Mode of Consciousness
The mode of consciousness associated with Justice (karma) is “faithful intelligence”. The subconscious is a faithful servant to the conscious mind and produces the realization of whatever idea it’s germinated with. The feminine aspect of the mind is impregnated with the seed (idea) of the masculine aspect and produces the reality of the idea as its offspring. This not only reveals to us that most creations result from habitual unconscious patterns, but also that whatever it is that we imagine as a reality with intensity, is actually a “request” for a personal creation. We act on ourselves to program our own subconscious through imagining ideas as an actual reality and experience, “instructing” it (our self) to produce more experiences of the same nature and kind. As we replay memories over and over in our mind, we’re instructing our subconscious to produce more of the same types of reality, usually without realizing (being aware) that that’s why we have the same type of experiences over and over again.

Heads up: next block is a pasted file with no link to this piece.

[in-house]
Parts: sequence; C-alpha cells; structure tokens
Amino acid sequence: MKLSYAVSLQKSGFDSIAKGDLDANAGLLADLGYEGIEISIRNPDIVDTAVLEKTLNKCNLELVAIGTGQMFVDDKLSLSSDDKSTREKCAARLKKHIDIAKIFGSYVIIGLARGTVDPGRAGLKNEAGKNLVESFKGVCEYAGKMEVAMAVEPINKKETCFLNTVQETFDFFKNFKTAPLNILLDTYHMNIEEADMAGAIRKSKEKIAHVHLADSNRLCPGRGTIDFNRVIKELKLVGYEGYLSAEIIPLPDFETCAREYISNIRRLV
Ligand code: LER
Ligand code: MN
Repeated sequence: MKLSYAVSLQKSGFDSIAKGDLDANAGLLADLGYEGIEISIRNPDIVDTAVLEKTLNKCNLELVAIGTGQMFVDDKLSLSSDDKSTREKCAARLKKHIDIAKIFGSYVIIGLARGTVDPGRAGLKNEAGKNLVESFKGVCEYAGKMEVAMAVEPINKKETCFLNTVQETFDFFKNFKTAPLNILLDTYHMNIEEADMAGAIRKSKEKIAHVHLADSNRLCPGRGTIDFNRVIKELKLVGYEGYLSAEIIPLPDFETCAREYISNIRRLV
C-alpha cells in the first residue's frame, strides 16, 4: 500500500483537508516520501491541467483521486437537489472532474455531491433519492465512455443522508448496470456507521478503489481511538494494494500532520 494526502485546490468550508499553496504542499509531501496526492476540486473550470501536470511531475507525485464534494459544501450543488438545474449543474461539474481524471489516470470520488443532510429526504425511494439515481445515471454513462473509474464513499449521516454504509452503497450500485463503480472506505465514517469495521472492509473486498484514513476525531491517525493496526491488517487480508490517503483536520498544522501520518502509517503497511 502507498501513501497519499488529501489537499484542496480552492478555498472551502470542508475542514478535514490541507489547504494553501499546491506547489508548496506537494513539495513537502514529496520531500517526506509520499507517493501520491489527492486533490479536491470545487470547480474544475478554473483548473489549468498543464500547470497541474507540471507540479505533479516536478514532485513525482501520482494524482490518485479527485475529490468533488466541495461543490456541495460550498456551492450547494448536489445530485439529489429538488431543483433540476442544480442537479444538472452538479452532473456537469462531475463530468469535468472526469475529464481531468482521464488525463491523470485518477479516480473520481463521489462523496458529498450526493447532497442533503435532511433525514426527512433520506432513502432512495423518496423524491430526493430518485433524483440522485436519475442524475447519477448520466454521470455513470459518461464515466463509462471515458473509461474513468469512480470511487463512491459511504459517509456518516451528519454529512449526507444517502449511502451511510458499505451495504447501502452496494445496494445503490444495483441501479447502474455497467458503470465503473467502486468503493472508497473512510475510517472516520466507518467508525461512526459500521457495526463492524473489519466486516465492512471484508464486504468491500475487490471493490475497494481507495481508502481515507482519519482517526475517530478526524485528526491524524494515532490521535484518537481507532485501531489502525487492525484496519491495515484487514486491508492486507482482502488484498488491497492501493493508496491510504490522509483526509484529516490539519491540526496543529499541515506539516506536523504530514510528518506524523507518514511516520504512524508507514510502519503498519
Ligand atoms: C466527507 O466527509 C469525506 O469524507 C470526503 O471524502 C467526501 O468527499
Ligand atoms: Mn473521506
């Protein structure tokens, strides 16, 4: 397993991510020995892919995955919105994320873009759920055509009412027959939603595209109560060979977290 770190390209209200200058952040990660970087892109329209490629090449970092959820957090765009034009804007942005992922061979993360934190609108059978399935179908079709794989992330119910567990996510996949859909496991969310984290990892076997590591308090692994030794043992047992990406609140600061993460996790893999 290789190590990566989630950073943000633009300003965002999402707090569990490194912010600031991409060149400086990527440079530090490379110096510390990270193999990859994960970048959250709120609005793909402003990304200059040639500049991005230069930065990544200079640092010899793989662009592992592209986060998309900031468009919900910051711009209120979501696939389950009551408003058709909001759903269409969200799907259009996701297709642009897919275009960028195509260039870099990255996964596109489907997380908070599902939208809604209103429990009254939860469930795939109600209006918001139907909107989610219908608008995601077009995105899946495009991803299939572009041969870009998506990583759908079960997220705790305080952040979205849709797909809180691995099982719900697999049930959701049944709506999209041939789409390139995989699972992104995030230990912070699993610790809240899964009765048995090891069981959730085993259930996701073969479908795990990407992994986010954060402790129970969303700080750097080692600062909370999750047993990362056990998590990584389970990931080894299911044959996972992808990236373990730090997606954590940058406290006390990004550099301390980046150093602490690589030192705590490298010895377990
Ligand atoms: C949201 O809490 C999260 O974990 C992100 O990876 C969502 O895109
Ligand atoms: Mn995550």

Vices or virtues are equally deposited in the faithful intelligence of the subconscious where they augment. As we interject an idea into our subconscious by vividly imagining it with sensory detail, it gestates until it becomes the foundation out which we perceive the same idea outwardly as its realization. The subconscious faithfully reproduces and multiplies whatever idea it’s given as an imagined reality that’s experienced in an emotionally intense way. It uses existing memory as a kind of metaphorical theme for creating more of the same type of realities. It takes a symbolic idea in its potential form and ripens it to become the motive for our actions. As we create ideas as an outer realization through a form of projection that produces a new variation through a process of adaptation, we then reabsorb them through the experience they provide and shape them into memories that act in turn to reprogram ourselves with more of the same type of experiences. All reality is subjective in nature and is formed as a self-perpetuating process of self-realization.